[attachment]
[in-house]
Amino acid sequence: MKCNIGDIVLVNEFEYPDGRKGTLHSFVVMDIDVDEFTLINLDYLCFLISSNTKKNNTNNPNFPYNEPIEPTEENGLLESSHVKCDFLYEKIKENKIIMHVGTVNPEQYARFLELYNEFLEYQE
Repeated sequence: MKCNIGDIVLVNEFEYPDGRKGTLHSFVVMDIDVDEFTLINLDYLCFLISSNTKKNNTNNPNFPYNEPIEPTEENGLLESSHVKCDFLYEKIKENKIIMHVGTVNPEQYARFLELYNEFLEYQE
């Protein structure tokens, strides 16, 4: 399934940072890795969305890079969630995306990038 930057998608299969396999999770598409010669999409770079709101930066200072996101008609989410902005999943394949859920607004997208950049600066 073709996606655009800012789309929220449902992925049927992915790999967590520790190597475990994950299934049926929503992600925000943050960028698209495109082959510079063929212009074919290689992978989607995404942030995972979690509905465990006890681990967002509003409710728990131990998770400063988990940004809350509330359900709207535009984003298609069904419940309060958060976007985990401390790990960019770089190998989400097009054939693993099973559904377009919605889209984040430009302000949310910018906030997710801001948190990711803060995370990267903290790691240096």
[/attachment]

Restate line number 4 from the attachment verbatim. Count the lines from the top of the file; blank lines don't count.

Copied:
């Protein structure tokens, strides 16, 4: 399934940072890795969305890079969630995306990038 930057998608299969396999999770598409010669999409770079709101930066200072996101008609989410902005999943394949859920607004997208950049600066 073709996606655009800012789309929220449902992925049927992915790999967590520790190597475990994950299934049926929503992600925000943050960028698209495109082959510079063929212009074919290689992978989607995404942030995972979690509905465990006890681990967002509003409710728990131990998770400063988990940004809350509330359900709207535009984003298609069904419940309060958060976007985990401390790990960019770089190998989400097009054939693993099973559904377009919605889209984040430009302000949310910018906030997710801001948190990711803060995370990267903290790691240096």